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An excerpt from www.HouseOfNames.com archives copyright 2000 - 2017


The name Riple is of Anglo-Saxon origin and came from when the family lived in the village of Ripley found in various locations in England including Yorkshire. The surname was originally derived from the Old English words ripel meaning strip of land and leah meaning wood. Thus the original bearers of the surname lived in the area that was defined by a strip of land by the forest.

Riple Early Origins



The surname Riple was first found in Yorkshire where they held a family seat from early times and their first records appeared on the census rolls taken by the ancient Kings of Britain to determine the rate of taxation of their subjects.

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Riple Spelling Variations


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Riple Spelling Variations



It is only in the last few hundred years that the English language has been standardized. For that reason, early Anglo-Saxon surnames like Riple are characterized by many spelling variations. As the English language changed and incorporated elements of other European languages, even literate people changed the spelling of their names. Scribes and monks in the Middle Ages spelled names they sounded, so it is common to find several variations that refer to a single person. The variations of the name Riple include: Ripley, Rippley, Rippley, Rippleigh, Ripleigh, Riplea and many more.

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Riple Early History


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Riple Early History



This web page shows only a small excerpt of our Riple research. Another 119 words (8 lines of text) covering the years 1682 and 1758 are included under the topic Early Riple History in all our PDF Extended History products and printed products wherever possible.

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Riple Early Notables (pre 1700)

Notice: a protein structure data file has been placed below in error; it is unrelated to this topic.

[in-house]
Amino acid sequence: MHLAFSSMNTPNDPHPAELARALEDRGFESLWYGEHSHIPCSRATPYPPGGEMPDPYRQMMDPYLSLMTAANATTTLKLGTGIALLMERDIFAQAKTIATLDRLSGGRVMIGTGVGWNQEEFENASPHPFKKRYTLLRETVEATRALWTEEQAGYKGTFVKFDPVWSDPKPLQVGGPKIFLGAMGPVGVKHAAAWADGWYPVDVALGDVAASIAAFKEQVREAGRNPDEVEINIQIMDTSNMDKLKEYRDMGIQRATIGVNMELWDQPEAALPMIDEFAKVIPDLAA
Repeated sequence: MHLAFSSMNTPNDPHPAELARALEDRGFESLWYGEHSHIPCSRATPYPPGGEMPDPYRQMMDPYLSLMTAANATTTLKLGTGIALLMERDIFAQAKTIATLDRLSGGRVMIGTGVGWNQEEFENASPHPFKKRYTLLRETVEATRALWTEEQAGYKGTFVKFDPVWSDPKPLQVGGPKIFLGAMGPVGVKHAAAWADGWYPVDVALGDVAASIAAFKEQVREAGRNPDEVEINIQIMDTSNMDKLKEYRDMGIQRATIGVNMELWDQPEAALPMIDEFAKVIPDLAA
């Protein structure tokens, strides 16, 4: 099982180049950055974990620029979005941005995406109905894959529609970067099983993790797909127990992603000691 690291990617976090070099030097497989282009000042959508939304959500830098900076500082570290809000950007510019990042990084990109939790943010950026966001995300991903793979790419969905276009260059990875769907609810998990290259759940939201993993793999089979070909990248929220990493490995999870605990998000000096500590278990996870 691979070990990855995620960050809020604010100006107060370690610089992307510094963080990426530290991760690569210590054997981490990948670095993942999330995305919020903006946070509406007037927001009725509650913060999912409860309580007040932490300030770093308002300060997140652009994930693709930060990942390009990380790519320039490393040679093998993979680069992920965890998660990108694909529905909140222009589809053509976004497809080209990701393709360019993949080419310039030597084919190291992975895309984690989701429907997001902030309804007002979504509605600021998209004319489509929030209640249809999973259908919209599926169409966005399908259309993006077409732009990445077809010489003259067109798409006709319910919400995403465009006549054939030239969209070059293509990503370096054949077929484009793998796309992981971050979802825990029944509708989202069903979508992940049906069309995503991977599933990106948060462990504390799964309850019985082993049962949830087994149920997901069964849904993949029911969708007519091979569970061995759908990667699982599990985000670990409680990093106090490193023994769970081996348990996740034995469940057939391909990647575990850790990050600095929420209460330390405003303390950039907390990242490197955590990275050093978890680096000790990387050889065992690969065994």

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Riple Early Notables (pre 1700)



More information is included under the topic Early Riple Notables in all our PDF Extended History products and printed products wherever possible.

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The Great Migration


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The Great Migration



Many English families tired of political and religious strife left Britain for the new colonies in North America. Although the trip itself offered no relief - conditions on the ships were extremely cramped, and many travelers arrived diseased, starving, and destitute - these immigrants believed the opportunities that awaited them were worth the risks. Once in the colonies, many of the families did indeed prosper and, in turn, made significant contributions to the culture and economies of the growing colonies. An inquiry into the early roots of North American families has revealed a number of immigrants bearing the name Riple or a variant listed above: William, Mary, Sarah and John Ripley who settled in Boston Massachusetts in 1638; William Ripley settled in Hingham Massachusetts in 1630; William Ripley settled in Carolina in 1774.

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Riple Family Crest Products


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Riple Family Crest Products




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See Also


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See Also




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Citations


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Citations



    Other References

    1. Chadwick, Nora Kershaw and J.X.W.P Corcoran. The Celts. London: Penguin, 1790. Print. (ISBN 0140212116).
    2. Foster, Joseph. Dictionary of Heraldry Feudal Coats of Arms and Pedigrees. London: Bracken Books, 1989. Print. (ISBN 1-85170-309-8).
    3. Egle, William Henry. Pennsylvania Genealogies Scotch-Irish and German. Harrisburg: L.S. Hart, 1886. Print.
    4. Weis, Frederick Lewis, Walter Lee Sheppard and David Faris. Ancestral Roots of Sixty Colonists Who Came to New England Between 1623 and 1650 7th Edition. Baltimore: Genealogical Publishing, 1992. Print. (ISBN 0806313676).
    5. Ingram, Rev. James. Translator Anglo-Saxon Chronicle 1823. Print.
    6. Holt, J.C. Ed. Domesday Studies. Woodbridge: Boydell, 1987. Print. (ISBN 0-85115-477-8).
    7. Virkus, Frederick A. Ed. Immigrant Ancestors A List of 2,500 Immigrants to America Before 1750. Baltimore: Genealogical Publishing, 1964. Print.
    8. Hinde, Thomas Ed. The Domesday Book England's Heritage Then and Now. Surrey: Colour Library Books, 1995. Print. (ISBN 1-85833-440-3).
    9. Le Patourel, John. The Norman Empire. New York: Oxford University Press, 1976. Print. (ISBN 0-19-822525-3).
    10. Papworth, J.W and A.W Morant. Ordinary of British Armorials. London: T.Richards, 1874. Print.
    11. ...

    The Riple Family Crest was acquired from the Houseofnames.com archives. The Riple Family Crest was drawn according to heraldic standards based on published blazons. We generally include the oldest published family crest once associated with each surname.

    This page was last modified on 8 July 2012 at 12:12.

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